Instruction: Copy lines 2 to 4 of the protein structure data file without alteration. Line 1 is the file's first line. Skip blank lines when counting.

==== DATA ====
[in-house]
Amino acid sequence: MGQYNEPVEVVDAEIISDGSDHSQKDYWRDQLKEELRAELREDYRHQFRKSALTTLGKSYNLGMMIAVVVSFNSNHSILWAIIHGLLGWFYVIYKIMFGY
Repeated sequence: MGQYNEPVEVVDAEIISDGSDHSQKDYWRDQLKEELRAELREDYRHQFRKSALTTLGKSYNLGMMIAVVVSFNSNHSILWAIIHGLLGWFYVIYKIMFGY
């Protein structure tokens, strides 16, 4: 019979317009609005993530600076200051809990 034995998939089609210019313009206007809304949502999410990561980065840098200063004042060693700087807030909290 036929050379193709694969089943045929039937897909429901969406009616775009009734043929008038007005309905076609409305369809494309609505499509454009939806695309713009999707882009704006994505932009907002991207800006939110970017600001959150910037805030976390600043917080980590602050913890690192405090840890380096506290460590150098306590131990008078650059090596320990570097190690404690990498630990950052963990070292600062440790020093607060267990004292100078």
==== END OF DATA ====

Amino acid sequence: MGQYNEPVEVVDAEIISDGSDHSQKDYWRDQLKEELRAELREDYRHQFRKSALTTLGKSYNLGMMIAVVVSFNSNHSILWAIIHGLLGWFYVIYKIMFGY
Repeated sequence: MGQYNEPVEVVDAEIISDGSDHSQKDYWRDQLKEELRAELREDYRHQFRKSALTTLGKSYNLGMMIAVVVSFNSNHSILWAIIHGLLGWFYVIYKIMFGY
């Protein structure tokens, strides 16, 4: 019979317009609005993530600076200051809990 034995998939089609210019313009206007809304949502999410990561980065840098200063004042060693700087807030909290 036929050379193709694969089943045929039937897909429901969406009616775009009734043929008038007005309905076609409305369809494309609505499509454009939806695309713009999707882009704006994505932009907002991207800006939110970017600001959150910037805030976390600043917080980590602050913890690192405090840890380096506290460590150098306590131990008078650059090596320990570097190690404690990498630990950052963990070292600062440790020093607060267990004292100078």